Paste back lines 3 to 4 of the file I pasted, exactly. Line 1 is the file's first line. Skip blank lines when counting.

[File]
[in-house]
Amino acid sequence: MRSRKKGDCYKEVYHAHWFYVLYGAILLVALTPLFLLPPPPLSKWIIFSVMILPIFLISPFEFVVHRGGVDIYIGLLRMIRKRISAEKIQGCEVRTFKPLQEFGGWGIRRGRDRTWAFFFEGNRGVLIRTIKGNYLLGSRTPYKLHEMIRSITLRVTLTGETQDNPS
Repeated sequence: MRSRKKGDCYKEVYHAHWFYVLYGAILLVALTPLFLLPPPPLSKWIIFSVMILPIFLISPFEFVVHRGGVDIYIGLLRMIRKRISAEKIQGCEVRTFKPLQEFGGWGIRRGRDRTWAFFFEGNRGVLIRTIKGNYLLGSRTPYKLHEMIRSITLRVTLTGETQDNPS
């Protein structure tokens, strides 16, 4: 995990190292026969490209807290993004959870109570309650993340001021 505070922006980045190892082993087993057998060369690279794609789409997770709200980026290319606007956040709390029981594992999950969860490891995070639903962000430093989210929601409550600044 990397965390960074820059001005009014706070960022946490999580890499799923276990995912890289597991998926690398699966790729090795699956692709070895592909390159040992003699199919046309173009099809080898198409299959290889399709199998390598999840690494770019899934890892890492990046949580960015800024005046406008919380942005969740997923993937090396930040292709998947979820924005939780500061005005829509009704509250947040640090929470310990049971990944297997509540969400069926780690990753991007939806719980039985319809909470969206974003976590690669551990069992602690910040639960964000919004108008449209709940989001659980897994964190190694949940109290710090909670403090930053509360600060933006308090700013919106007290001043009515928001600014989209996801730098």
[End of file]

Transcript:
Repeated sequence: MRSRKKGDCYKEVYHAHWFYVLYGAILLVALTPLFLLPPPPLSKWIIFSVMILPIFLISPFEFVVHRGGVDIYIGLLRMIRKRISAEKIQGCEVRTFKPLQEFGGWGIRRGRDRTWAFFFEGNRGVLIRTIKGNYLLGSRTPYKLHEMIRSITLRVTLTGETQDNPS
């Protein structure tokens, strides 16, 4: 995990190292026969490209807290993004959870109570309650993340001021 505070922006980045190892082993087993057998060369690279794609789409997770709200980026290319606007956040709390029981594992999950969860490891995070639903962000430093989210929601409550600044 990397965390960074820059001005009014706070960022946490999580890499799923276990995912890289597991998926690398699966790729090795699956692709070895592909390159040992003699199919046309173009099809080898198409299959290889399709199998390598999840690494770019899934890892890492990046949580960015800024005046406008919380942005969740997923993937090396930040292709998947979820924005939780500061005005829509009704509250947040640090929470310990049971990944297997509540969400069926780690990753991007939806719980039985319809909470969206974003976590690669551990069992602690910040639960964000919004108008449209709940989001659980897994964190190694949940109290710090909670403090930053509360600060933006308090700013919106007290001043009515928001600014989209996801730098």